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Meaning of VECTOR

Pronunciation:  'vektur

WordNet Dictionary
  1. [n]  a variable quantity that can be resolved into components
  2. [n]  any agent (person or animal or microorganism) that carries and transmits a disease; "mosquitos are vectors of malaria and yellow fever"; "fleas are vectors of the plague"; "aphids are transmitters of plant diseases"
  3. [n]  a straight line segment whose length is magnitude and whose orientation in space is direction

VECTOR is a 6 letter word that starts with V.


 Synonyms: transmitter
 See Also: agent, carrier, cross product, gene delivery vector, immune carrier, radius vector, ray, resultant, straight line, transducing vector, variable, variable quantity, vector product, vector sum



Webster's 1913 Dictionary
\Vec"tor\, n. [L., a bearer, carrier. fr. vehere, vectum,
to carry.]
1. Same as {Radius vector}.

2. (Math.) A directed quantity, as a straight line, a force,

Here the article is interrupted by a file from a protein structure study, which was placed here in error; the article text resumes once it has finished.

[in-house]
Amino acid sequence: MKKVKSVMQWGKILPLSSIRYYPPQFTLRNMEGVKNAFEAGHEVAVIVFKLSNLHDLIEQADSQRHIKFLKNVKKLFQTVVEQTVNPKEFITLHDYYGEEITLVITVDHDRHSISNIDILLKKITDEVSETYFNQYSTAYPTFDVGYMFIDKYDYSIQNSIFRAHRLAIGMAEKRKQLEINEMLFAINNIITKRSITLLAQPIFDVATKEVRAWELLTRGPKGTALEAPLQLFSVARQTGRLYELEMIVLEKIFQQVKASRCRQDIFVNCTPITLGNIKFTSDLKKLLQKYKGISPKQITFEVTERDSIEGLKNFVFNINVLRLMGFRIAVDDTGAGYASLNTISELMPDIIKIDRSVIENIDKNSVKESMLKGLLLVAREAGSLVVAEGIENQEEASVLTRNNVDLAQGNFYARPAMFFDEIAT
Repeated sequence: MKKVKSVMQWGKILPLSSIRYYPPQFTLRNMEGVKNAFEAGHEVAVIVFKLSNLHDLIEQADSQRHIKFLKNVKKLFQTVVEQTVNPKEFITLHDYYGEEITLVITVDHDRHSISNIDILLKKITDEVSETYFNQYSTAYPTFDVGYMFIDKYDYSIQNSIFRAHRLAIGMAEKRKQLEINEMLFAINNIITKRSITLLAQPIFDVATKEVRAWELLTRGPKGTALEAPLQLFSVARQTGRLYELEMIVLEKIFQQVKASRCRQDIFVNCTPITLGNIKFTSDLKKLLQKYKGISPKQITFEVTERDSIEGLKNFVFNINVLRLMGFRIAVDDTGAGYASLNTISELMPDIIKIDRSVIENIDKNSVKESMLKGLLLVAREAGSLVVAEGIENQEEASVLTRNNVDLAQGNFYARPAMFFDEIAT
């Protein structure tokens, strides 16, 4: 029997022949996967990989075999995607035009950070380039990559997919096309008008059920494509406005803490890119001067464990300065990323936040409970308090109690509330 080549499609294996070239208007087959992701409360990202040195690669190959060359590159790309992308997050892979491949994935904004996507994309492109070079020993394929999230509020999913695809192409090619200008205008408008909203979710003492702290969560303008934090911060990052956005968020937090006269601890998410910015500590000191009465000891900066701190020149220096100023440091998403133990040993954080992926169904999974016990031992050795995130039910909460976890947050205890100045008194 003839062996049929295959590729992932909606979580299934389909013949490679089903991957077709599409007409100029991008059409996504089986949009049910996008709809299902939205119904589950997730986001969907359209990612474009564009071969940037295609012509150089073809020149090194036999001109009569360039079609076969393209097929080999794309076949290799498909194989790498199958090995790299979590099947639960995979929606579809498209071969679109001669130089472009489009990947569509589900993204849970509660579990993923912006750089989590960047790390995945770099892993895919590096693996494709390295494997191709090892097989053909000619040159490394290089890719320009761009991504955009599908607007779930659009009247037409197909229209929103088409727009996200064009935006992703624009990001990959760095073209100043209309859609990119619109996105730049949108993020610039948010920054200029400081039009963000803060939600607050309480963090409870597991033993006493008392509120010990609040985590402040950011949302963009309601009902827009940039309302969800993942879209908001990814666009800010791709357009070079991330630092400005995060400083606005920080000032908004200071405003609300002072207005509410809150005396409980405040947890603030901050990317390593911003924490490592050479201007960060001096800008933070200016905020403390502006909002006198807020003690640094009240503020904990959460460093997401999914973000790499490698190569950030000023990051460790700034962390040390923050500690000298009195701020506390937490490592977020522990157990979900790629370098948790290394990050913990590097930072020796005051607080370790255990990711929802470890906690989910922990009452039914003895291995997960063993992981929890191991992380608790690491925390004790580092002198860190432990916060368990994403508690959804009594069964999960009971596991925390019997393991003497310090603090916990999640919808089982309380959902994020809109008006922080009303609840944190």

or a velocity. Vectors are said to be equal when their
   directions are the same their magnitudes equal. Cf.

Note: In a triangle, either side is the vector sum of the
      other two sides taken in proper order; the process
      finding the vector sum of two or more vectors is vector
      addition (see under {Addition}).

Computing Dictionary

1. A member of a vector space.

2. A line or movement defined by its end points, or by the current position and one other point. See vector graphics.

3. A memory location containing the address of some code, often some kind of exception handler or other operating system service. By changing the vector to point to a different piece of code it is possible to modify the behaviour of the operating system.

Compare hook.

4. A one-dimensional array.

Biology Dictionary
  1. An organism that spreads an infectious disease; often, this infectious host is not affected by the illness.
  2. A DNA molecule that replicates on its own in a host cell and can be used as a vehicle in the laboratory for replicating other types of DNA.
  1. An autonomously replicating DNA molecule into which foreign DNA fragments are inserted and then propagated in a host cell. Also living carriers of genetic material (such as pollen) from plant to plant, such as insects.